Farm to Flavor

With the BIG SIX-ZER0 looming over Russ, and family coming in from the West Coast to help memorialize the occasion, hubby was in a tizzy on where to make reservations for his celebratory birthday dinner. Over the last couple of years we’ve been stockpiling articles on well-rated establishments—many of the farm-to-table persuasion. So after some “agonizing” research…

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A truly authentic farm-to-table dining experience in an 1800s Hopewell farm house, the Brick Farm Tavern at Double Brook Farm is a new breed of “gastro-farms,” where the restaurant is physically on the homestead grounds. The restaurant’s partners, Jon and Robin McConaugh, who previously worked on Wall Street and in sports media, relocated in 2004 from New York City to Hopewell to farm.

It all started with one cow and grew out of the desire for the McConaughy’s to know where their food comes from. From that first cow in 2004 to today’s fully operational working farm raising pigs, sheep, chickens, turkeys, goats, cows, and ducks the couple have never lost sight of what mattered most in their operation: humane and ethical animal treatment, energy sustainability and keeping it local. The animals are raised on pasture, never given hormones or antibiotics and harvested at an on-site abattoir.

We arrived at dusk to a well-manicured, stately brick exterior that opens into a series of rambling farmhouse rooms with original wood and stonework that have been beautifully refurbished. After handing over the car to the free valet service, we were given a choice of al fresco seating on their outdoor patio, or inside. We barely hesitated before choosing to stay indoors given the temps had soared to 97 earlier in the day.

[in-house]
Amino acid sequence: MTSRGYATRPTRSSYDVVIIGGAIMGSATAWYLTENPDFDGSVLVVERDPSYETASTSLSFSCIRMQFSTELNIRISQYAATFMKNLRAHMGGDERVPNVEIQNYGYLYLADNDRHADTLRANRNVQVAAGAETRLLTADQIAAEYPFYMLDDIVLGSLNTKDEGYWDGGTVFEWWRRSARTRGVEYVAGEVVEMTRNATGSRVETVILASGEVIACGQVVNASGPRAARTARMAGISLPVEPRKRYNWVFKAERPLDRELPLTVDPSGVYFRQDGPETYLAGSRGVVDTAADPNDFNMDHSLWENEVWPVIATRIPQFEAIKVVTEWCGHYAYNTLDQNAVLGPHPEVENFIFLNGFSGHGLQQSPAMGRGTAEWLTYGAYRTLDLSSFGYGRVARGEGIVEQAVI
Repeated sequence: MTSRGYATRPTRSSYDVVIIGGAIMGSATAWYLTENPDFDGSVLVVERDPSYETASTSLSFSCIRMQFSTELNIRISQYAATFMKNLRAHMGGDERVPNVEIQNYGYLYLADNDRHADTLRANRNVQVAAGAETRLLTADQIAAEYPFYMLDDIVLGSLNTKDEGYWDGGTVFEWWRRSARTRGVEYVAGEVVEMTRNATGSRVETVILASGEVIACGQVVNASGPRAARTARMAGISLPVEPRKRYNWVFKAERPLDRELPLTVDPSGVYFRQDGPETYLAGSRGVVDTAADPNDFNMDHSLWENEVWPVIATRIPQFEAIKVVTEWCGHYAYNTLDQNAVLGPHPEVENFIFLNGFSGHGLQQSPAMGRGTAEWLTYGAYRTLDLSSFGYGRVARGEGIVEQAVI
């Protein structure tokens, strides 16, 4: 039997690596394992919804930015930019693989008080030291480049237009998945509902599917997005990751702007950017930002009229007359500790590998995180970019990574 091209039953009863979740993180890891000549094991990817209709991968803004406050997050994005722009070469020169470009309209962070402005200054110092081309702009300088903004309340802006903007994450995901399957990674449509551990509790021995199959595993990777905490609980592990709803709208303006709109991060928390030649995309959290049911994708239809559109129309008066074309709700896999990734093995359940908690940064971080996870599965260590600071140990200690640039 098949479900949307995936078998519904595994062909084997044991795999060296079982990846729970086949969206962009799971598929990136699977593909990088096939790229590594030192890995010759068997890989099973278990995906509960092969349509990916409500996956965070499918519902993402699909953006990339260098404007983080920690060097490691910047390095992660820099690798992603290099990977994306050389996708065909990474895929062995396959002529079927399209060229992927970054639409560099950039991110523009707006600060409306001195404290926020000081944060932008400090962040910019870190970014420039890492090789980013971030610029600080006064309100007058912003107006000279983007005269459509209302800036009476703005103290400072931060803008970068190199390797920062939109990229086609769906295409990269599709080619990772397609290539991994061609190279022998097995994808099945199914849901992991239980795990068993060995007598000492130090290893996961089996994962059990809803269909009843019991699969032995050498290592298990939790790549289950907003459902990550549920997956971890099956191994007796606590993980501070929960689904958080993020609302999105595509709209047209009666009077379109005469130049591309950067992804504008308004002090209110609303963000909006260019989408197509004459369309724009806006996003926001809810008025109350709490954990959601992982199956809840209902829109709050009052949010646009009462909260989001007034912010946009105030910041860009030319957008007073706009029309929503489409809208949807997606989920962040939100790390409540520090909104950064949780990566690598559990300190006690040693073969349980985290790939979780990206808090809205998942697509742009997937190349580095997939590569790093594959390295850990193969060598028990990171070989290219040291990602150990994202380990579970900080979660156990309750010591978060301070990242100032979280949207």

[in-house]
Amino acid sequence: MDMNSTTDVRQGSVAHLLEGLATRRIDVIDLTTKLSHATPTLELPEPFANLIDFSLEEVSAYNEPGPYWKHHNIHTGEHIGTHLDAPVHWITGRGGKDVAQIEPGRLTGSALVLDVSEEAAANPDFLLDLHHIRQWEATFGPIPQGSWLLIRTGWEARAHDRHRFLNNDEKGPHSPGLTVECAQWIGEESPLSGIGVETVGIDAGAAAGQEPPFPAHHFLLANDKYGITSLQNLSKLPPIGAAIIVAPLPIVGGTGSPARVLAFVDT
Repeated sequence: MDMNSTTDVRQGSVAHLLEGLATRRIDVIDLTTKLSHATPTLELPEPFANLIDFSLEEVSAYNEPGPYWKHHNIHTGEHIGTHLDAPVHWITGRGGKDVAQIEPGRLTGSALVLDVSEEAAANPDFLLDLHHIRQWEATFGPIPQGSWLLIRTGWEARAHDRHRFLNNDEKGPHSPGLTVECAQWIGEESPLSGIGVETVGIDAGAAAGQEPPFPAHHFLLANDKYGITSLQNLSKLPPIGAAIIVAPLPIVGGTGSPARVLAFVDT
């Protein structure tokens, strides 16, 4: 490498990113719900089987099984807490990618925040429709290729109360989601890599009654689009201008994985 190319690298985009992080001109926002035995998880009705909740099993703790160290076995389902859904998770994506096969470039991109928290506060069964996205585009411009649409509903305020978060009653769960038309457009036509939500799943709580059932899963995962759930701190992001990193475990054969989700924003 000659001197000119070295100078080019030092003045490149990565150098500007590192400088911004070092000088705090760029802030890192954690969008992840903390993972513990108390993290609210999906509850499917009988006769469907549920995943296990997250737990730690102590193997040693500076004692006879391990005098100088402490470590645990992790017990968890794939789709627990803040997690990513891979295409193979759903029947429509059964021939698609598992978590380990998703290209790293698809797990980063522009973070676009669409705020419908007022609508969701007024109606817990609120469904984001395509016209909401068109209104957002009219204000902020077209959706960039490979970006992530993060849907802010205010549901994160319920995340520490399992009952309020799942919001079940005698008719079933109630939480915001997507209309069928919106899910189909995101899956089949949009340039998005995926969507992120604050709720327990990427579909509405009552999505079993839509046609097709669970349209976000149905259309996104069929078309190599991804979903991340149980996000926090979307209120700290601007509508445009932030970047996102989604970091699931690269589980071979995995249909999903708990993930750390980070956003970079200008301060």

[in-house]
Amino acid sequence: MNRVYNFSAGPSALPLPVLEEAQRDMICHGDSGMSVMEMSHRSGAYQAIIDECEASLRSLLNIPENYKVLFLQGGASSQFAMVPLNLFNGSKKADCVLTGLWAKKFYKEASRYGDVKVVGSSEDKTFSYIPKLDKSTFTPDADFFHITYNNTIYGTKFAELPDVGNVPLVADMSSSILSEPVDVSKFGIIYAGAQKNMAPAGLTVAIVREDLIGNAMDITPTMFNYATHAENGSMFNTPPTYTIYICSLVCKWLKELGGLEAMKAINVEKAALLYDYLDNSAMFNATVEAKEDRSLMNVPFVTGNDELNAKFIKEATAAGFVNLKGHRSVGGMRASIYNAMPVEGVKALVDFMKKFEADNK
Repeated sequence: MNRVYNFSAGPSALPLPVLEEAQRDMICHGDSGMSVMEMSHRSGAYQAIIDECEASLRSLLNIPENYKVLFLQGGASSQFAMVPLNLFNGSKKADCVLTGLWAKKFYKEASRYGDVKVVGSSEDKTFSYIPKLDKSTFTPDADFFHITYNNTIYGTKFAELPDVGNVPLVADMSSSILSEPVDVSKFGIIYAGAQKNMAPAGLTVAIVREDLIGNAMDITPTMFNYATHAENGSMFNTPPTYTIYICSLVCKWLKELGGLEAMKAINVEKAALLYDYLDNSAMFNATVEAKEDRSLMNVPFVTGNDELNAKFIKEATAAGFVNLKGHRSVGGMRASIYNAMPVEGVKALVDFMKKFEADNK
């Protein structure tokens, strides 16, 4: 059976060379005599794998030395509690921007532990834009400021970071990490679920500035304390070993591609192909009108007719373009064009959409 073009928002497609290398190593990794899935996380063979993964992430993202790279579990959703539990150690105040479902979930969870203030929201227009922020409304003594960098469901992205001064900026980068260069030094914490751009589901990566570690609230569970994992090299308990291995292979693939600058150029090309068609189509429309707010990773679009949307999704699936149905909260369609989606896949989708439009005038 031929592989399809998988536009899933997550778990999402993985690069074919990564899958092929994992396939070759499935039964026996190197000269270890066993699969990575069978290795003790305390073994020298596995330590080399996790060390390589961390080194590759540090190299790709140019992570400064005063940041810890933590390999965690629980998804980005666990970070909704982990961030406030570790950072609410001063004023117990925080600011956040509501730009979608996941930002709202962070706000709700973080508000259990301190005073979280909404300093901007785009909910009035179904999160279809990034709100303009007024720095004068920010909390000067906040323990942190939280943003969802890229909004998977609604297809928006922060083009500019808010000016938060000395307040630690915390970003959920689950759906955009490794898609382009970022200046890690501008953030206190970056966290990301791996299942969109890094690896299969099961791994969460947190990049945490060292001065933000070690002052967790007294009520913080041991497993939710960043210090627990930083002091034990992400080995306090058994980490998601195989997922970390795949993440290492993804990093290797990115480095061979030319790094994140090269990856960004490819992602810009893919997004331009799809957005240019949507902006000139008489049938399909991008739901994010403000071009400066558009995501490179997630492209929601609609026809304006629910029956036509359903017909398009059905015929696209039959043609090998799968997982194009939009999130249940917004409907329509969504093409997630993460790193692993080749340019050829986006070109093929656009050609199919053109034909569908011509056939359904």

The bar features local craft beers, artisanal cocktails and wine tastings—guided by their sommelier. Although when our waitress sent over the sommelier to describe our choice of red, his geography of the region of Spain was way off—we know because we traveled those areas in the past. Nonetheless, it was a very good red.

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Wednesdays are half-price bottles of wine night, so we lucked out!

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Off the front vestibule is a casual, cozy bar where the high ceiling and stone walls evoke a corporate retreat lodge. We wound our way through it and around into a more elegant dining room with a fireplace, which is where we were seated at a four-top in a cozy corner. FYI, Brick Farm also offers a less pricey bar menu if you so desire.

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Our West Coast in-laws, David Ruttan and Denise Hartman.

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Lynn and Russ getting cozy at the corner table.

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After the wine was served, we were treated to an amuse-bouche of pickled carrot, shaved radish, and celery root purée on a small curved spoon.

With an annual production of 15,000 free-range chickens, 2,000 ducks, 500 Berkshire pigs, and 500 sheep, as well as goats and turkeys, not to mention the Devon beef cattle they own that are grazing on the grassy acres at Thistle Creek in Central Pennsylvania, this restaurant is one of the most self-sustaining, closed-loop food projects in the region. Almost 100 percent of the proteins are grown on site (as they’ve done away with seafood), as are most of the vegetables, the cherry and hickory wood for the grill, and some hops and grain that is used at the brewery (Troon) and distillery (Sourland Mountain Spirits) opened on site.